“It definitely seemed like the concentrate on neighborhood service wasn’t just for show on (OUWB’s) web-site, but a thing that was heavily prioritized,” mentioned Salahou. “Being a student right here, it really is been so quick to tap into neighborhood organizations and get involved for the reason that there are currently so a lot of neighborhood partnerships…so I believe that the emphasis and concentrate on neighborhood service ended up getting correct.”
Salahou’s history of involvement at OUWB and the surrounding neighborhood is extensive— throughout her 4 years at the institution, she has been involved with numerous student organizations. She joined the Psychiatry Interest Group in 2021, and served as the M3 student representative and study liaison. In this group, she established a study element of the group to get students involved in the study aspect of psychiatry.
Salahou had been a portion of the Student National Health-related Association considering the fact that 2020 and served on the group’s executive board, exactly where she took portion in organizing the annual Martin Luther King Jr. Well being Fair at Chandler Park Academy Higher College and designed programming on campus to educate health-related students about the challenges minority sufferers and students face. Other student groups she was involved with and held leadership positions in contain the Pediatric Interest Group, Mental Well being Advocates Group, and Family members Medicine Interest Group.
Outdoors of OUWB, Salahou has been involved with numerous neighborhood organizations, such as Lighthouse of Oakland County.
“I’ve worked definitely closely (with them) to develop a longitudinal study project evaluating how emotional distress throughout the COVID-19 pandemic has impacted emotional distress amongst meals insecure men and women living in southeast Michigan,” she mentioned.
Alongside that study, Salahou designed a virtual mental wellness toolkit for neighborhood members.
What Salahou is most proud of, nevertheless, is the get in touch with-to-action she designed in 2020.
“I led the initiative to develop a get in touch with-to-action, anti-racism initiative at the health-related college that consisted of meeting 1-on-1 with faculty members…and brainstorm how we can improved boost the diversity inside the curriculum and improved boost our conversation about a lot of the public wellness difficulties that I felt weren’t getting adequately addressed,” she mentioned. “I also had a lot of support from other classmates of mine that have been equally passionate.”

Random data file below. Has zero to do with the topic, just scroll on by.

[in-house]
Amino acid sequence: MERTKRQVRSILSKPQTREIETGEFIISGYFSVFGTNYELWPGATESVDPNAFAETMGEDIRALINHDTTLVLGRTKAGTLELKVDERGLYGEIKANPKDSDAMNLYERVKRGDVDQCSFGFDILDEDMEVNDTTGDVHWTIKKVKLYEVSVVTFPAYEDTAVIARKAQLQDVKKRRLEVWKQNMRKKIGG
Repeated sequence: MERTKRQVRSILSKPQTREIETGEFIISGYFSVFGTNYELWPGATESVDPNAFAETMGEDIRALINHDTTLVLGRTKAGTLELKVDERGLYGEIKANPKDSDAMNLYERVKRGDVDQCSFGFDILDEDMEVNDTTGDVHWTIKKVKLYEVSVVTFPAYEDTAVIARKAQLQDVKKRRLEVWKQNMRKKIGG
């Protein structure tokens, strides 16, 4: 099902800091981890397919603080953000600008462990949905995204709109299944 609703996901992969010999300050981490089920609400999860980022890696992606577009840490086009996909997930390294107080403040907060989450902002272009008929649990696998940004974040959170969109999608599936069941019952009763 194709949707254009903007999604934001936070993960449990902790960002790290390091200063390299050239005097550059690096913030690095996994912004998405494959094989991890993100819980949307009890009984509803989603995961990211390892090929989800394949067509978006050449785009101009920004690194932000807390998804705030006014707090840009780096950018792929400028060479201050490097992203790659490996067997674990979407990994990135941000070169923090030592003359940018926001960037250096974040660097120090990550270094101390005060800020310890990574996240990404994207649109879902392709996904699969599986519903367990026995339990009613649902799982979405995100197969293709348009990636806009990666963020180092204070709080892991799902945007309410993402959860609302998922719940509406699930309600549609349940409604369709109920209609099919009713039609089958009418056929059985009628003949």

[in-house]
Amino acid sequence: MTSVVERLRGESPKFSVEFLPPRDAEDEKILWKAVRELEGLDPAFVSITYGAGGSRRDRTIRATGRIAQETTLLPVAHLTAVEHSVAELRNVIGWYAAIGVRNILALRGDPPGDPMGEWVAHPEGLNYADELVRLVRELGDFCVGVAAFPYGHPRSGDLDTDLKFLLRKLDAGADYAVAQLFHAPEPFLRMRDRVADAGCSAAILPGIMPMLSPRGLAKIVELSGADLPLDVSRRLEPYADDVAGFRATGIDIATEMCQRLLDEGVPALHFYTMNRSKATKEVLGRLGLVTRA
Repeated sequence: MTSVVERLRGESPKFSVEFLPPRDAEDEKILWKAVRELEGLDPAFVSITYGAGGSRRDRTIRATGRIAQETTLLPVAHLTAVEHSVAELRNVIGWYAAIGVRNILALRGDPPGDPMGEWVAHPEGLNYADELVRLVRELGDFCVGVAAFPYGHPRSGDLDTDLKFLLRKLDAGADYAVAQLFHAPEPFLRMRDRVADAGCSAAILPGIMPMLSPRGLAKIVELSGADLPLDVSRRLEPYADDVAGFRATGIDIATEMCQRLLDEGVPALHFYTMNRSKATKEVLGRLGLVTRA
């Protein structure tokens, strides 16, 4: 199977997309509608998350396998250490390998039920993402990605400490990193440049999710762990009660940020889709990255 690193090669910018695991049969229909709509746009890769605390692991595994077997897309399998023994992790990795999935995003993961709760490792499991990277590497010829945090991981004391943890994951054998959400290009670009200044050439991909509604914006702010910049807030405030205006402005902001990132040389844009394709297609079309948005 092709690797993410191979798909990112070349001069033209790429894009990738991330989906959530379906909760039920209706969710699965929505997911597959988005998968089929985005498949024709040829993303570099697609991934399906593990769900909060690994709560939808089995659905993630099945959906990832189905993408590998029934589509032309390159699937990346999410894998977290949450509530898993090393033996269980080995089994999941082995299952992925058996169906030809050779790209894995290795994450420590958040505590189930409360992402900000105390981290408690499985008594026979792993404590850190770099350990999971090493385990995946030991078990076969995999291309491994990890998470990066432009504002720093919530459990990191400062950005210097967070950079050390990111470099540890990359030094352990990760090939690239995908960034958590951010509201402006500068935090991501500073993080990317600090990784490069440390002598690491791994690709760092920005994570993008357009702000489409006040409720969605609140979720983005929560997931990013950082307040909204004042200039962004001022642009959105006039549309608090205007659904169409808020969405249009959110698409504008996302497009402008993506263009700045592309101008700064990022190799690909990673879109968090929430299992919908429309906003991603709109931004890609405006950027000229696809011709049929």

“(We) designed an comprehensive document that outlines the techniques in which we wanted OUWB to address our core eight actions things, such as items like enhancing the preclinical curriculum to boost conversations about race, gender, sexuality, socioeconomic status, and items like that,” she added. “(One more action item was) to boost the representation of many patient groups inside our clinical teaching…we also had conversations about rising racial diversity inside the student physique itself.”
In response to the document, Salahou mentioned that “pretty substantial curriculum changes” have been created, such as new lectures in the pre-clinical curriculum and the creation of a get in touch with-to-action activity force. She was also involved in developing a report auditing the lectures at OUWB to see how a lot of occasions subjects connected to diversity, equity, and inclusion have been talked about, which was then presented at national conferences.
Searching ahead to her residency, Salahou mentioned that the identical values that guided her to OUWB guided her to Yale.
“At Yale, there is 1 of the handful of psychiatry applications in the nation that is definitely identified for their social justice and neighborhood mental wellness perform. Inside the plan, they have a complete social justice and anti-racism curriculum,” she mentioned. “That straight spoke to me.”
“I believe it came complete circle…I really feel like I am nevertheless pinching myself just about every time I believe about residency, but I’m incredibly excited and honored to be in a position to train there, and super excited to continue getting involved and passionate about advocating for marginalized patient populations.”